On this Mother's Day, please understand that the essence of this sermon is from a real life situation that has taken place in one of our sister congregations. The congregation is not in our Treasure Valley area, nor even in Idaho for that matter. The name of the congregation is not important for you to know. The writer of the letter is a real individual, though the letter was never really written. The event described is real. Narration and details have been included to the essential truth of this account in order to prepare it for use as a sermon this morning. In addition, names, details, and locations have been changed to protect the dying and to keep from unnecessarily exposing the guilty. The sermon is based upon the 3rd verse of Jude. Please listen to that verse as we consider it under the admonition ...
Beloved, while I was very diligent to write to you concerning our common salvation, I found it necessary to write to you exhorting you to contend earnestly for the faith which was once for all delivered to the saints.
Thus far the Word of the LORD our God.
Dear Pastor, Bandleader & Anyone I May Have Offended,
Actually, I'm not sure to whom I should be addressing this letter. On that day, more than four months ago now, there were probably many others nearby who heard my outburst. There may have been other members of the congregation within shouting distance who heard me as well. So maybe I should be directing this letter of apology to you and the entire congregation. I have no objection should you deem it necessary or worthwhile to share it with the Church.
All of this is very difficult for me. As you are aware, I am not someone who is out in the front or a leader in the congregation. I am a private person, and even more so since my husband died almost a decade ago. Anyway, I want to apologize for my shouting at you in ungodly anger; to confess that it was a sinful thing for me to do; and to be reassured of my forgiveness through Jesus. While I don't want to justify my sin, perhaps it would be helpful for you to know some of the background details.
To begin with, you might be wondering why I am writing this to you instead of appearing before you -- you know, speaking of these matters with my mouth and verbally confessing my sin. The truth is that I am no longer able to speak since my cancer of the throat has resulted in a surgery where my thyroid cartilage, epiglottis, and vocal cords have been removed. It's called a complete laryngectomy. Therefore, pastor, I found it necessary to write to you.
[Of course, you never knew about my cancer and that's because, as I said, I am a very private person and did not discuss my situation with anyone except my doctor and a couple close friends who are also members of our Church. So please do not feel guilty for not visiting me. You didn't know about this. Even writing this letter and sharing this about me goes against my nature. The thought that you might share it with the congregation is frightening to me, but please do it if you think it necessary and helpful.]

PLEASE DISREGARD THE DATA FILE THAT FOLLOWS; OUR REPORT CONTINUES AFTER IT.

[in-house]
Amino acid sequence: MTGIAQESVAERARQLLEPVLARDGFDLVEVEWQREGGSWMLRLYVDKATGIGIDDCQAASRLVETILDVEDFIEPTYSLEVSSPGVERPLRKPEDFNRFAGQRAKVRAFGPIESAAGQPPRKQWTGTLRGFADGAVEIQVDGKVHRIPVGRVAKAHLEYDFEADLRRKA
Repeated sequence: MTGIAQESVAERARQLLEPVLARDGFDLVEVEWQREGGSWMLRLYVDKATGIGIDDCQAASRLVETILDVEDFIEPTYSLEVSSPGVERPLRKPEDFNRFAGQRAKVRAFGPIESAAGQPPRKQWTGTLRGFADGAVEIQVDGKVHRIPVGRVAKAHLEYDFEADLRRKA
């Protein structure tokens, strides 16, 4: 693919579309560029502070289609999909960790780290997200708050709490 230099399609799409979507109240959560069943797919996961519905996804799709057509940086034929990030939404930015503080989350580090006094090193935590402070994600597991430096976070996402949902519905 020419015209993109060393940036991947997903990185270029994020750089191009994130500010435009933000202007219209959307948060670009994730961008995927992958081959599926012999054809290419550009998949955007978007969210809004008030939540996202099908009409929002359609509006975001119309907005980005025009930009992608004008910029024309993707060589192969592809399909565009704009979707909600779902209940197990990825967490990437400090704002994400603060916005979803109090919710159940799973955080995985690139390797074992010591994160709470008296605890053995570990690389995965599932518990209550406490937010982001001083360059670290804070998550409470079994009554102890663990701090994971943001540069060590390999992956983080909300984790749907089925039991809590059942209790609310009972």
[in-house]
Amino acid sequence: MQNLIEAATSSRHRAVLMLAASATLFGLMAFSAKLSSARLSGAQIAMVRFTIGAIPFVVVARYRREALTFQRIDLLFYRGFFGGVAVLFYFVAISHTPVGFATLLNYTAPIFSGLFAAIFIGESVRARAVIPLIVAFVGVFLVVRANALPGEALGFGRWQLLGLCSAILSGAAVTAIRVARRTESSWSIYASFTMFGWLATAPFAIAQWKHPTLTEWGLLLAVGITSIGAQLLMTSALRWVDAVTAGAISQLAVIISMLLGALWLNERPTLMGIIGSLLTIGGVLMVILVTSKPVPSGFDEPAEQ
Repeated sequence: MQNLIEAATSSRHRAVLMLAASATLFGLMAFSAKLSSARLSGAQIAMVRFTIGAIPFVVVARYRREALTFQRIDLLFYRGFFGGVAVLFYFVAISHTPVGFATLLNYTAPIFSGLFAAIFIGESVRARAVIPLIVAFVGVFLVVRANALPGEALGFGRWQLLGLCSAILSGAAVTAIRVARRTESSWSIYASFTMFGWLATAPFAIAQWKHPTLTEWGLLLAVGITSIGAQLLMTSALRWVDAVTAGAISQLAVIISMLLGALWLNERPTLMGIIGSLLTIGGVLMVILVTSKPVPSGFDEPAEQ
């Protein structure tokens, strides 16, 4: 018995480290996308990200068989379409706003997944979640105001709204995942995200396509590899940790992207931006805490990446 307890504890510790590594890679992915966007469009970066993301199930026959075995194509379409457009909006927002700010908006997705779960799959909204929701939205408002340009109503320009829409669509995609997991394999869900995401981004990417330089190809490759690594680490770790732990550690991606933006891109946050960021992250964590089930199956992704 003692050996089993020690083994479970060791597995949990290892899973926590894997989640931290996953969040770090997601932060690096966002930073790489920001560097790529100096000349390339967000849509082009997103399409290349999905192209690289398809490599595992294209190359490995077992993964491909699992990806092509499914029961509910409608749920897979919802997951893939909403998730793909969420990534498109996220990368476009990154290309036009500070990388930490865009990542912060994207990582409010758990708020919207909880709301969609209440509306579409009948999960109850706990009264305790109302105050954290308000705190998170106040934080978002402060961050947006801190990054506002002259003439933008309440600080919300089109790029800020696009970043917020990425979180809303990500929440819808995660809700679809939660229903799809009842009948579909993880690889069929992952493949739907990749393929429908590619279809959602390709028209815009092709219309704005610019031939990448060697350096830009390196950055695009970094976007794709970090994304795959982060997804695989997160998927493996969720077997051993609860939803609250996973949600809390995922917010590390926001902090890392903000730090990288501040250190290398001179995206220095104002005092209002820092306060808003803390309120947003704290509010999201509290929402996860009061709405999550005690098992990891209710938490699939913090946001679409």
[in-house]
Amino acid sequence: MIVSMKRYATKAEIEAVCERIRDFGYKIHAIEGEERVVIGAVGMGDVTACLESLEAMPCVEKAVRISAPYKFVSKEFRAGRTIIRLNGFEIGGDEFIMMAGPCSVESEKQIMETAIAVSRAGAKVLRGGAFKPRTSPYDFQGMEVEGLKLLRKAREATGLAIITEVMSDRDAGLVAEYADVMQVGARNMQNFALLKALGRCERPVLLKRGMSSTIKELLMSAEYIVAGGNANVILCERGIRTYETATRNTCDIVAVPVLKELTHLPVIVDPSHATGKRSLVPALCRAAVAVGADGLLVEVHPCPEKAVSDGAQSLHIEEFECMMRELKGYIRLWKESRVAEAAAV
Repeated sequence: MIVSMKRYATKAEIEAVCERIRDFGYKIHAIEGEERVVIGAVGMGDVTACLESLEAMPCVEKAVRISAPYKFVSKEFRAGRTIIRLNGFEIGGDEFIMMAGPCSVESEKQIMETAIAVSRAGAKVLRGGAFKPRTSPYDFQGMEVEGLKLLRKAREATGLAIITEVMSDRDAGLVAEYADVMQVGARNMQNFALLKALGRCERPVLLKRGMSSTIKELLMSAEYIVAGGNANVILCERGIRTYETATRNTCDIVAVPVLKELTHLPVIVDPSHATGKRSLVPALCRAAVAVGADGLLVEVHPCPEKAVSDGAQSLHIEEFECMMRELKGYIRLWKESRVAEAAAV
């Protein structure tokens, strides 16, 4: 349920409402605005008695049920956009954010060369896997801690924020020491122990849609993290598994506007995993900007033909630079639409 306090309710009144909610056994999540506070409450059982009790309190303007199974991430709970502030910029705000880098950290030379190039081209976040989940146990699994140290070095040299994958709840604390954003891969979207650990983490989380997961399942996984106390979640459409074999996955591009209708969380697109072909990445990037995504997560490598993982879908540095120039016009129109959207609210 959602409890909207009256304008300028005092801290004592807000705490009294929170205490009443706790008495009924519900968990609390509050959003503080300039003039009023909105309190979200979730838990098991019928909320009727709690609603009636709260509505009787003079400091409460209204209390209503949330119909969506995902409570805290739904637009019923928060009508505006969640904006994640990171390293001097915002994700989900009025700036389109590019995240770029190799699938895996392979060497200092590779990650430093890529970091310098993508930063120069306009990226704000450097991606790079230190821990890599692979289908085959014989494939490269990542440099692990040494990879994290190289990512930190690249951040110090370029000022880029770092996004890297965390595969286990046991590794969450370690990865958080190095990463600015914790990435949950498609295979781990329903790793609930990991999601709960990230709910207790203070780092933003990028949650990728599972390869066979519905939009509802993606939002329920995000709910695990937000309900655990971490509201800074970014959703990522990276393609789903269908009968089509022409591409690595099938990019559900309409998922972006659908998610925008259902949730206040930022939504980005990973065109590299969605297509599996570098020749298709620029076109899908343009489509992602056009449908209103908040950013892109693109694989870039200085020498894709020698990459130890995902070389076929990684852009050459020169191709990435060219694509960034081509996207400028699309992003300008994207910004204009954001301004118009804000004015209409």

So, why did I become so angry and yell at you that Sunday four months ago? Well, to answer that question, we must go back about eight years. I think it was a time several years, maybe three or four years before you came here to be the pastor. Anyway, the congregation was stagnant in its growth -- not many new members were coming in; the old families that founded the congregation were dying out; their children and grandchildren were moving away or falling away from our congregation. Though I hate to admit it, my son and daughter were among those no longer attending.
Anyway, many here were afraid that the congregation would become old and die out. Examples were shared of other churches having to close. That scared people and they asked what could be done to keep it from happening here. The answer was to have more young families and youth and children coming to church. A questionnaire was sent out to everyone and the responses came back in two general areas and with many suggestions concerning the direction of the congregation.
One group wanted to remain with the traditional, liturgical services we had and to do greater, personal evangelism and teaching work in our community. They, ... and I really should say, we ... we wanted to gather as the Church has done for thousands of years - assembling in His Name, confessing both sin and creed, singing the historic liturgies of the church, hearing a sermon that convicts us with the Law and feeds us with the sweetness of the Gospel. We believed that the Church needed to continue the confessional communion with angels and archangels and the entire company of heaven. We believed that the Church needed and wanted to hear that ancient blessing which Christ's undershepherds announced over the people before we leave the holy place. All that, and more, we simply wanted to share with those who were visiting us and those who were interested in being members of the congregation.